09 November 2015
by Gareth Hutchens

Australia 'could be sued for billions' by foreign companies under TPP

Signatories to the TPP include Australia, Brunei, Canada, Chile, Japan, Malaysia, Mexico, New Zealand, Peru, Singapore, the US and Vietnam.

A leading expert on intellectual property has warned that Australian governments could be sued for billions of dollars by foreign companies under a controversial clause in a huge multilateral trade deal.

We could get sued for billions for making some change to mining law or fracking law or God knows what else.
Associate Professor Kimberlee Weatherall

The text of the long-awaited Trans-Pacific Partnership (TPP) - a historic 12-country trade agreement between Pacific region nations, including Australia and the United States - was finally released.

It is the first time voters have had a chance to see what the Australian government has been negotiating on their behalf for more than five years.

Trade Minister Andrew Robb says authorities released the text in "record time" to give people the time to consider its details.

But one of Australia's leading intellectual property experts, Associate Professor Kimberlee Weatherall, from Sydney University's Law School, has criticised a clause in the agreement that gives foreign companies the right to sue Australian governments for introducing laws they say have harmed their interests.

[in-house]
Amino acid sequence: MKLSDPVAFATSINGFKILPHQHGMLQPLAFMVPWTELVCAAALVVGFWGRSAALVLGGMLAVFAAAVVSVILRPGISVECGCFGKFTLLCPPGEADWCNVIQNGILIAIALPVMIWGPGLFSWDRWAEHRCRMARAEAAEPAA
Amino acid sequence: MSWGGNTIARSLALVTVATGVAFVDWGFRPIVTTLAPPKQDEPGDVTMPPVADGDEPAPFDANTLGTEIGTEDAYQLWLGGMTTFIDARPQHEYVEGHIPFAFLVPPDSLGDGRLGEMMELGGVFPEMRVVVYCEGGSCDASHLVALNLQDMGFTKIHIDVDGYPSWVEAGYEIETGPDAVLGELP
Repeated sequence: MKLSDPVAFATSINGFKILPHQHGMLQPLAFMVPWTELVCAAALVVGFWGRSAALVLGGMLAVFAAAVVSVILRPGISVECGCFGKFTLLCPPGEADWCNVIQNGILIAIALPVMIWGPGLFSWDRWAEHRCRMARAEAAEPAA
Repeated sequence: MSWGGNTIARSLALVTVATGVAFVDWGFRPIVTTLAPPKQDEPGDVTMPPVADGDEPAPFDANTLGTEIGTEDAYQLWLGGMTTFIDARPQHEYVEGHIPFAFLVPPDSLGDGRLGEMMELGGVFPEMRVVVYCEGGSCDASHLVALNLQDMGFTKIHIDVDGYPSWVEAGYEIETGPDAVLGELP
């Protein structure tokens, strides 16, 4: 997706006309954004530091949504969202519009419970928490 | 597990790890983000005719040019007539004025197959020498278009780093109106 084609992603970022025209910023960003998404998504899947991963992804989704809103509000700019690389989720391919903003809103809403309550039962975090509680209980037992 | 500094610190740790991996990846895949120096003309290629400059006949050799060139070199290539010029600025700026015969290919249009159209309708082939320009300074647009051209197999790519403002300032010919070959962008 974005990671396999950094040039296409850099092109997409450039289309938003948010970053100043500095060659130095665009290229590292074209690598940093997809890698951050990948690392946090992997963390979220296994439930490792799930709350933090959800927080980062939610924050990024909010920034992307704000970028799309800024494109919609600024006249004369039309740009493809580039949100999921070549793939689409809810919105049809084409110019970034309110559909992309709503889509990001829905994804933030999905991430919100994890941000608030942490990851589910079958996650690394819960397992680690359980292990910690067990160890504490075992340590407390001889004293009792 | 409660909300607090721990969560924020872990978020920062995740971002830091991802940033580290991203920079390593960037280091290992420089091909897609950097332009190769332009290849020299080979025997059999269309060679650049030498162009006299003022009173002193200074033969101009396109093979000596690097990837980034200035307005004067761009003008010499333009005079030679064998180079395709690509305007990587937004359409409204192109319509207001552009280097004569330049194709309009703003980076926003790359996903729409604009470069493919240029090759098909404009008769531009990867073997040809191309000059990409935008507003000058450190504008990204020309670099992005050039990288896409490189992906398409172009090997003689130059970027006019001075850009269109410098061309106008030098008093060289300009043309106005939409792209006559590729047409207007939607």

Ms Weatherall has also questioned the adequacy of the "carve outs" Mr Robb says he won that will supposedly make it difficult for foreign companies to sue under certain circumstances.

"The Intellectual Property (IP) chapter of the TPP is an extraordinarily complex, extremely prescriptive chapter that locks in IP settings established decades and even a century ago – at the very time that the Productivity Commission is looking critically at Australia's entire IP arrangements," Ms Weatherall said.

"[And] the adequacy of carve-outs for IP in the Investment Chapter is extremely concerning."

"We could get sued for billions for making some change to mining law or fracking law or God knows what else. We could literally have damages of more than a billion, but we don't actually know. And we won't know until any [law] suit gets started, and then we won't know for another five years while it works through the process.

Ms Weatherall's criticism follows others such as Dr Matthew Rimmer, intellectual property law professor at the Queensland University of Technology, who says the section on foreign investors is "labyrinthine".

But Mr Robb hit back at critics on Friday, saying they are doing themselves a disservice by criticising the text so quickly.

"Within 20 minutes [of the release] there were predictable people ringing media outlets giving so-called expert opinions," he told ABC radio on Friday.

"They don't do themselves any sort of justice by jumping at shadows and peddling lines they've been peddling for years without looking at what's been negotiated."

An ISDS clause has been used in the past by a foreign tobacco company to sue Australia's government.

When former prime minister Julia Gillard introduced plain-packaging laws in 2012, tobacco company Philip Morris used the ISDS clause in the Hong Kong-Australia bilateral investment treaty to sue, and the case is still in arbitration.

Last month in a foreign trade ministers meeting in the United States, US President Barack Obama proposed including an ISDS clause in the TPP with an exception that tobacco companies could not use it to weaken or overturn laws designed to curb tobacco use.

The proposal was crucial in getting Mr Robb's agreement, which helped seal the deal.